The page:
This section is from the book "The Gardener's Monthly And Horticulturist V23", by Thomas Meehan. See also: Four-Season Harvest: Organic Vegetables from Your Home Garden All Year Long.
While there is a great deal of loose talk about the danger of the United States being without a stick of timber within the near future, there is no doubt but that it will pay now to plant some kinds of trees in some particular situations. There are yet millions of acres of American forests growing up or in decadence, and which will not to-day bring $5 an acre. Near some large consuming centres timber has become scarce, and in prairie countries it has to be planted. But there has really become a scarcity of black walnut, and there is little danger of any one "investing in a dead horse" who plants it. When traveling through Indiana some weeks ago, the writer saw some logs that had brought $100 each. Even under the ordinary course of nature such logs could be produced in forty years in an Indiana climate; but with a little careful culture in infancy, such as one would give corn, we believe as good logs could be had in half the time. Thousands on thousands of people flock to the life insurance companies, paying, perhaps, from $100 to $1,000 a year for the future good of their families, starving the present that the future may be made rich, but which insurance would not yield anything like the sum ten acres of black walnut would do, and without all the annual drain on the family revenue.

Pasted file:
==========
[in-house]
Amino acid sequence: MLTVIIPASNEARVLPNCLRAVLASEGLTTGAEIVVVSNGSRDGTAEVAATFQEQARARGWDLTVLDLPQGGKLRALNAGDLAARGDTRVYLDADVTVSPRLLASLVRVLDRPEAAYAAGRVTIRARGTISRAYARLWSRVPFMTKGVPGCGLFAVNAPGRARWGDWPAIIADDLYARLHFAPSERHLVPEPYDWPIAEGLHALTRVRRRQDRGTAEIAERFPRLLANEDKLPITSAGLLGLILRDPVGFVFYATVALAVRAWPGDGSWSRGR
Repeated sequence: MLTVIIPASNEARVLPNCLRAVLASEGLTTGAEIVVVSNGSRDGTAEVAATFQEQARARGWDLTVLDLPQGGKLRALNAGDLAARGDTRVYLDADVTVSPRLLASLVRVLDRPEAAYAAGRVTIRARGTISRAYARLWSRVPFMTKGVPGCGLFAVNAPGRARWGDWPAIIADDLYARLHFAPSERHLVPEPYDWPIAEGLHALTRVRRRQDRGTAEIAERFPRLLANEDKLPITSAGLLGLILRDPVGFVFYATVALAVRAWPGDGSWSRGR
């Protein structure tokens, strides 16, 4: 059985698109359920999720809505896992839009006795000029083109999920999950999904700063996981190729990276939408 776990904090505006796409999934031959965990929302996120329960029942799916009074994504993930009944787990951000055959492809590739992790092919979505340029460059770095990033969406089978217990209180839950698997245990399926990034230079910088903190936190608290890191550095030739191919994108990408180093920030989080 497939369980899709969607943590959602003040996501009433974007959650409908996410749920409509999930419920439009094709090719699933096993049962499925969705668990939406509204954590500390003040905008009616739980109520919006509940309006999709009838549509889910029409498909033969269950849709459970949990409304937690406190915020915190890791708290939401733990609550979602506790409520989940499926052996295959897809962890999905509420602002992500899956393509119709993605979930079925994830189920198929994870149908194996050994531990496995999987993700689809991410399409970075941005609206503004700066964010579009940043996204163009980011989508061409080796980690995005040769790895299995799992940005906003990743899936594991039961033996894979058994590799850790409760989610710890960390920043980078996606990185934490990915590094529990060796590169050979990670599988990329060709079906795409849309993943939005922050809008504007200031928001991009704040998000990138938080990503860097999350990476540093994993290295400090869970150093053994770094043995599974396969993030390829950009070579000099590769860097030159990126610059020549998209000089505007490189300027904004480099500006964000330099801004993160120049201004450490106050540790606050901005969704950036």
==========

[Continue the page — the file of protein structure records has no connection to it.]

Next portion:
Mr. Nuttall says in the Sylva, that the next neighbor to the black walnut, the butternut, yields as much sugar as the sugar maple. We have never heard of any further experiments in this direction than those quoted by Mr. Nuttall. Do our readers know anything about this? or whether the black walnut has also saccharine properties?